3.1. Resins

A resin is an oligomer, which is a chain formed by the union of monomer units, that will constitute the framework of the cured polymer network [55,64]. It cannot be considered a polymer because the latter is a macromolecule with a much larger number of monomer units [65], whereas these oligomers usually contain from 1 to 12 repetitive units [66]. They are usually formed through step-growth polymerization, a type of polymerization mechanism in which bifunctional or multifunctional monomers react to form first dimers, then trimers and, eventually, long-chain oligomers [67]. The type of monomer and their length, together with the cure extension, will determine the properties of the final polymer [38,68].
The main classes of UV-curable resins that can be polymerized by a radical mechanism are unsaturated and acrylate resins [20]. The most common backbone structure for unsaturated resins is polyesters, and for acrylate resins, they are polyurethanes, although other structures, such as polyesters, can also be used [69,70].

3.1.1. Unsaturated Resins

Unsaturated resins periodically contain monomers with double bonds in their backbone, which will react during the free radical polymerization. They are generally polyesters, which means that they have ester linkages in their backbone chain, generated through condensation reactions between diols and unsaturated dicarboxylic acids, also called esterification reactions (Scheme 7) [71]. More than one type of each reagent could be used, obtaining then an oligomer with over three different monomers. In any case, the unsaturations come from the structure of the diacid.
The Fischer esterification specifically refers to the acid-catalyzed reaction of carboxylic acids and alcohols. It is one of the methods that can be employed to synthesize polyester oligomers [72,73]. The alcohol from the diol nucleophilically attacks a protonated dicarboxylic acid, and after proton transfer, a water molecule is lost from the structure of the diacid. The resulting product is in an ester, which, since both reactants are difunctionalized, still contains an alcohol and a carboxylic acid group, able to further condensate and create a chain of esters (Scheme 8).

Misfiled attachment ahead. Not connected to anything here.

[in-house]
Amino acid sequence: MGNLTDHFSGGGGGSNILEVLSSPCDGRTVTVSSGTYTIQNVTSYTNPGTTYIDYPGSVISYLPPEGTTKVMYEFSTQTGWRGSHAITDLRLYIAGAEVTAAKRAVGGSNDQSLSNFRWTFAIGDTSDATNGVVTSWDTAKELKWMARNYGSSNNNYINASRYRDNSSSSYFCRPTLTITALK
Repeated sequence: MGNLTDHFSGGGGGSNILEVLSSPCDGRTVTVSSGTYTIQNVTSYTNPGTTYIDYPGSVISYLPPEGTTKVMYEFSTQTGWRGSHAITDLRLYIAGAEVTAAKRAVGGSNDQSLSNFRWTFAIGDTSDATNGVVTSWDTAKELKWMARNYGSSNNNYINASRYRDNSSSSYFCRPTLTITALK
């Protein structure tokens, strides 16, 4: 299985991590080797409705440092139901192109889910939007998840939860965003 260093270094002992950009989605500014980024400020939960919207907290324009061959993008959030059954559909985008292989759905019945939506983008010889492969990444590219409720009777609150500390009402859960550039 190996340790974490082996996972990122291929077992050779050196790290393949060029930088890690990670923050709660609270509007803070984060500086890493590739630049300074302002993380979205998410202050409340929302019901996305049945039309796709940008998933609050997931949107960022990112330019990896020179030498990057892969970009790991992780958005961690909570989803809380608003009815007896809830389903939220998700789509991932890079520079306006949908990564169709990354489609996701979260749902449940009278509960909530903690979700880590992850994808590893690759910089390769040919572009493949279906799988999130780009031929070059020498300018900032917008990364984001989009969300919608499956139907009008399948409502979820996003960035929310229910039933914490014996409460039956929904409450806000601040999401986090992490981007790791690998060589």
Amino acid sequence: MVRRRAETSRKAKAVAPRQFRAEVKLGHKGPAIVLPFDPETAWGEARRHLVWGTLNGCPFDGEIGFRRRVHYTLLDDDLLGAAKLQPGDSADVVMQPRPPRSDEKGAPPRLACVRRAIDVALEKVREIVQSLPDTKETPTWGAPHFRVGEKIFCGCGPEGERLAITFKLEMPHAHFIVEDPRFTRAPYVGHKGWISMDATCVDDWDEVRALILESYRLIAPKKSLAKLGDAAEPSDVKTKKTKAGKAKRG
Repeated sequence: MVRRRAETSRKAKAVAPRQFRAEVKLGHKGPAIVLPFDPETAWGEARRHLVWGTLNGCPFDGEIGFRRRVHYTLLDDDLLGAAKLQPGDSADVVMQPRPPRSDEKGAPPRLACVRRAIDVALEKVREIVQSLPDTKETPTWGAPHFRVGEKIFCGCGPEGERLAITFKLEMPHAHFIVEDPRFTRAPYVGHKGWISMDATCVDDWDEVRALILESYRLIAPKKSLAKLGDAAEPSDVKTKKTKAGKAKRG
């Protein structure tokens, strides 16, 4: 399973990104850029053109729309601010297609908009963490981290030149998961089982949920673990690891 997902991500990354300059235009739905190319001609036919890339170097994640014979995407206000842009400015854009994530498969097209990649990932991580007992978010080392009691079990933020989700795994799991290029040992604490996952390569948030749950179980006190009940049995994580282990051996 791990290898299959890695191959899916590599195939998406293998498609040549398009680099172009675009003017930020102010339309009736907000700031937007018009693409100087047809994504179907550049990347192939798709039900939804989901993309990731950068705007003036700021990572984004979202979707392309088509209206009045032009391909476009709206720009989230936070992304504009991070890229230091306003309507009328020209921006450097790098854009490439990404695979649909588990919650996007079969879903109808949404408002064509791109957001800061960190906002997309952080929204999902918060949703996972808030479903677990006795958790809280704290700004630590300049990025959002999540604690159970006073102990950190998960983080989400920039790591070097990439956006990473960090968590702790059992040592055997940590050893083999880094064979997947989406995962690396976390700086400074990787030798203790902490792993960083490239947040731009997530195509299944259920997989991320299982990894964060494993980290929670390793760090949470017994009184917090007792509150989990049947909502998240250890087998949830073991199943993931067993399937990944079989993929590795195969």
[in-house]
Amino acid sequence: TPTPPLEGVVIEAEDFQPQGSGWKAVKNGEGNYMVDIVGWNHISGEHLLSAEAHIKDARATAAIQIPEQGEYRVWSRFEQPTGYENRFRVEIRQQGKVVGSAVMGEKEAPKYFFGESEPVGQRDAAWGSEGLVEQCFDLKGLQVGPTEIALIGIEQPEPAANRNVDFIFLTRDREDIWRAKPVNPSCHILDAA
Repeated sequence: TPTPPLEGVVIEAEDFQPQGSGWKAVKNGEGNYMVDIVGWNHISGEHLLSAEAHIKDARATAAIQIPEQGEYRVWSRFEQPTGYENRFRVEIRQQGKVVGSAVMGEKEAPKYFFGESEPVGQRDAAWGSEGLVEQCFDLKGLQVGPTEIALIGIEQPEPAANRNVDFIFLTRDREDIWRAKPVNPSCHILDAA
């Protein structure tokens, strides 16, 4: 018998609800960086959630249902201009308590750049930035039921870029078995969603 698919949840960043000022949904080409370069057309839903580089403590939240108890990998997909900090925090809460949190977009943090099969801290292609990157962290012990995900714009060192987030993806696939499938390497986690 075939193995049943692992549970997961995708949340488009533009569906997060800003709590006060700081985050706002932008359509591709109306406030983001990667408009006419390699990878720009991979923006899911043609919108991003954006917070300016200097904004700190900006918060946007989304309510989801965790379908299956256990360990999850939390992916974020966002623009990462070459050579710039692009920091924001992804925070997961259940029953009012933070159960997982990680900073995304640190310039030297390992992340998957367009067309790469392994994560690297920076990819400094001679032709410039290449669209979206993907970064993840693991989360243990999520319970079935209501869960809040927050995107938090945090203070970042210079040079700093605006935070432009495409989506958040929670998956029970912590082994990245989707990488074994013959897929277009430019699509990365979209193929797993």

3.1.2. Acrylate Resins

Acrylate resins contain acrylate or methacrylate groups at their ends that will react during the free radical polymerization [74]. They are more efficient than unsaturated resins for UV curing. Urethane acrylates, which contain a polyurethane backbone, are the most common, but polyester or polyether backbones are also used (Scheme 9) [43]. Given that all acrylates are derived from oil, which is a scarce material and also highly polluting, environmental pressure from climate change forces us to reduce the use of oil and/or look for alternative solutions, such as the conversion of renewable biomass into materials, polymers and composites [75]. The development and application of bio-based materials is therefore aimed at replacing commercial UV-curable acrylate resins. In detail, they are mainly epoxy, polyurethane and polyether acrylate oligomers. Resins have different functions depending on the chain structure. The evolution of the polymer chain structure has made polyester acrylate oligomers increasingly functional. Commercially, this has been replicated in the growing UV curing market. However, there are also drawbacks, caused by the fact that products of relatively low intensity are needed. Despite the disadvantage of high viscosity, polyester acrylates (PEA) lead to UV-curable resins with good hardness, high tear resistance and wear resistance, ozone resistance and polarity [76]. Looking for ways to reduce viscosity, and being part of the spectrum of non-petroleum-derived biodegradable polymers [77,78], poly(lactic acid) (PLA) and the use of biocurable UV coatings offer green advantages to the industry [79,80], PLA still has weaknesses although it is applied prematurely, and is far from the market. In particular, its resistance needs to be improved, especially at high temperatures. In order to influence improvements, in contrast to the linear polymers [81,82,83], the networking of PLA and the incorporation of star-shaped chains have been described, as well as modification by copolymerization with poly(ε-caprolactone) (PCL) to improve its hardness, also favoring the positive reduction of viscosity [84]. Notably, recently, maleimides have appeared to be competitors of acrylates in photopolymerization because they can operate without a photoinitiator and also because their polymerization rate is directly competitive with that of acrylates [85,86]. Nonetheless, polyurethanes are synthesized similarly to polyesters; however, the polyol reacts with a di- or triisocyanate instead of a diacid [87,88]. The polyol does not necessarily have to be a polyether; for instance, polyesters could also be used [89]. The synthesis is catalyzed by a tertiary amine, which, according to Farka’s mechanism, interacts with a proton source to form a complex that subsequently reacts with the isocyanate (Scheme 10) [90].